Dental caries (tooth decay) is one of the most prevalent diseases in humans.
Dental caries (tooth decay) is one of the most prevalent diseases in humans. It is the primary source of tooth loss for those under the age of 40 years.
Streptococcus mutans is recognized as the primary cause of the disease. S. mutans strongly adheres to teeth and releases acids by the fermentation of carbohydrates, leading to the demineralization of the tooth.
While eating sweets and not brushing teeth contribute to the formation of dental caries, vitamin D can reduce the risk of caries by inducing production of cathelicidin and defensins, which have antibacterial properties.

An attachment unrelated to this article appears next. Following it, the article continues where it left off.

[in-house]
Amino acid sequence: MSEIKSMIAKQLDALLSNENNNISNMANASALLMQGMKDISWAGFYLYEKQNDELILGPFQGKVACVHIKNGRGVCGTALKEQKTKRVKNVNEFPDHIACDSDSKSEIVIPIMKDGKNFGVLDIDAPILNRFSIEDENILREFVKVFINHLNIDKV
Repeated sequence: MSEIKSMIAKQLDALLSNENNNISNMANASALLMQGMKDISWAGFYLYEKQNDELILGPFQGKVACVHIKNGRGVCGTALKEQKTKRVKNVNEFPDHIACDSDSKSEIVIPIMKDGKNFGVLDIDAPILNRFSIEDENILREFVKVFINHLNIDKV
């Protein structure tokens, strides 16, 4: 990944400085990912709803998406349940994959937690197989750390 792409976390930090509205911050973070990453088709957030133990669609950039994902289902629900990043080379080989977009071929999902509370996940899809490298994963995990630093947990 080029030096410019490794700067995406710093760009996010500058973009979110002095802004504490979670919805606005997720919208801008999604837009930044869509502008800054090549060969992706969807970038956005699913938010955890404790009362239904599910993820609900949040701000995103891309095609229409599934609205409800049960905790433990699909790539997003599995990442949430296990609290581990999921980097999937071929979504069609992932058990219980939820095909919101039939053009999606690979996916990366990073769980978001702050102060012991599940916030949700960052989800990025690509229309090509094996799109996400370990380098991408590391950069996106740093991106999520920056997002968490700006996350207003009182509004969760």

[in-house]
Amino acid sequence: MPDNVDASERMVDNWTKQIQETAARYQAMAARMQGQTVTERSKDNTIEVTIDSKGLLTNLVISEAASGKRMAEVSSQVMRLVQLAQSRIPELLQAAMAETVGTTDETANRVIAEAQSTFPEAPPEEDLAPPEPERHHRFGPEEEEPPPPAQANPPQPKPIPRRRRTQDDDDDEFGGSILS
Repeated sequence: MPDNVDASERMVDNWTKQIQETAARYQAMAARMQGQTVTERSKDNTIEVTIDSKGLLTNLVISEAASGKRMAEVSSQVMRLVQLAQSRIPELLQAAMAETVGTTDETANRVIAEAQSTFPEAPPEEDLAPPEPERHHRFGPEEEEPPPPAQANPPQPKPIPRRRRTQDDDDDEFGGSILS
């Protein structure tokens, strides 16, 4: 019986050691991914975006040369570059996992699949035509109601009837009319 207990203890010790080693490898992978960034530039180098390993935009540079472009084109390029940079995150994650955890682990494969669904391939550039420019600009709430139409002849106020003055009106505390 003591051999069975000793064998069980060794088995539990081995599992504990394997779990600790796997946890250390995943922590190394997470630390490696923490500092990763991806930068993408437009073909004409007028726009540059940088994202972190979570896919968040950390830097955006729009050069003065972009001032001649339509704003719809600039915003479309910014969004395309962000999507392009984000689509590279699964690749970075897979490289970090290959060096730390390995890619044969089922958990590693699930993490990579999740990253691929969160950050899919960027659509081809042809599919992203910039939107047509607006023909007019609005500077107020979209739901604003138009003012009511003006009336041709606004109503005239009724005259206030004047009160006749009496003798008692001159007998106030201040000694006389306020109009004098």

In the United States, studies back to 1937 have found that children and adolescents living in sunnier states have fewer dental caries, and a study in 1865 found fewer missing teeth in those living in Kentucky compared to those living in New England.
To reduce the risk of dental caries, it is recommended that serum 25-hydroxyvitamin D levels be kept at between 30 and 40 ng/mL [75-150 nmol/l].
Page last edited: 08 August 2011